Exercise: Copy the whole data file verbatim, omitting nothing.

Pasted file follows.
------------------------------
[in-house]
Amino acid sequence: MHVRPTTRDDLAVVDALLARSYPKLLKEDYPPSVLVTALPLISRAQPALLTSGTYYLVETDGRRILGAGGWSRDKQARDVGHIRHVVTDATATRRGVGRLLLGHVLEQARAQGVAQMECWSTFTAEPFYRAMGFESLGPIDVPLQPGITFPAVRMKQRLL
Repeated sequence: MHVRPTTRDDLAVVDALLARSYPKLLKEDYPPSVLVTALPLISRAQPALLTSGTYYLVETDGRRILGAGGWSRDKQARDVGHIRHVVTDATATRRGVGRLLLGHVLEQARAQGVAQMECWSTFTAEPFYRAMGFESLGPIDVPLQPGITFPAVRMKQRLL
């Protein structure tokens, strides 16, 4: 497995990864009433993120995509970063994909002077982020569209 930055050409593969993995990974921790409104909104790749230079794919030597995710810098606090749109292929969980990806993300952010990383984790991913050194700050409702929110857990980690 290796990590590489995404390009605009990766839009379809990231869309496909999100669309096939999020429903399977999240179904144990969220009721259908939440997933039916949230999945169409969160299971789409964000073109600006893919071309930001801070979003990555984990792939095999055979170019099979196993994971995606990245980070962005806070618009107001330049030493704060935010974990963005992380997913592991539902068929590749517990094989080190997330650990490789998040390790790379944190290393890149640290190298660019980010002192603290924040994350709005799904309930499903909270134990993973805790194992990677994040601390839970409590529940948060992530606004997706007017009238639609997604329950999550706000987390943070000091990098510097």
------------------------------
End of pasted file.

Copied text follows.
[in-house]
Amino acid sequence: MHVRPTTRDDLAVVDALLARSYPKLLKEDYPPSVLVTALPLISRAQPALLTSGTYYLVETDGRRILGAGGWSRDKQARDVGHIRHVVTDATATRRGVGRLLLGHVLEQARAQGVAQMECWSTFTAEPFYRAMGFESLGPIDVPLQPGITFPAVRMKQRLL
Repeated sequence: MHVRPTTRDDLAVVDALLARSYPKLLKEDYPPSVLVTALPLISRAQPALLTSGTYYLVETDGRRILGAGGWSRDKQARDVGHIRHVVTDATATRRGVGRLLLGHVLEQARAQGVAQMECWSTFTAEPFYRAMGFESLGPIDVPLQPGITFPAVRMKQRLL
């Protein structure tokens, strides 16, 4: 497995990864009433993120995509970063994909002077982020569209 930055050409593969993995990974921790409104909104790749230079794919030597995710810098606090749109292929969980990806993300952010990383984790991913050194700050409702929110857990980690 290796990590590489995404390009605009990766839009379809990231869309496909999100669309096939999020429903399977999240179904144990969220009721259908939440997933039916949230999945169409969160299971789409964000073109600006893919071309930001801070979003990555984990792939095999055979170019099979196993994971995606990245980070962005806070618009107001330049030493704060935010974990963005992380997913592991539902068929590749517990094989080190997330650990490789998040390790790379944190290393890149640290190298660019980010002192603290924040994350709005799904309930499903909270134990993973805790194992990677994040601390839970409590529940948060992530606004997706007017009238639609997604329950999550706000987390943070000091990098510097």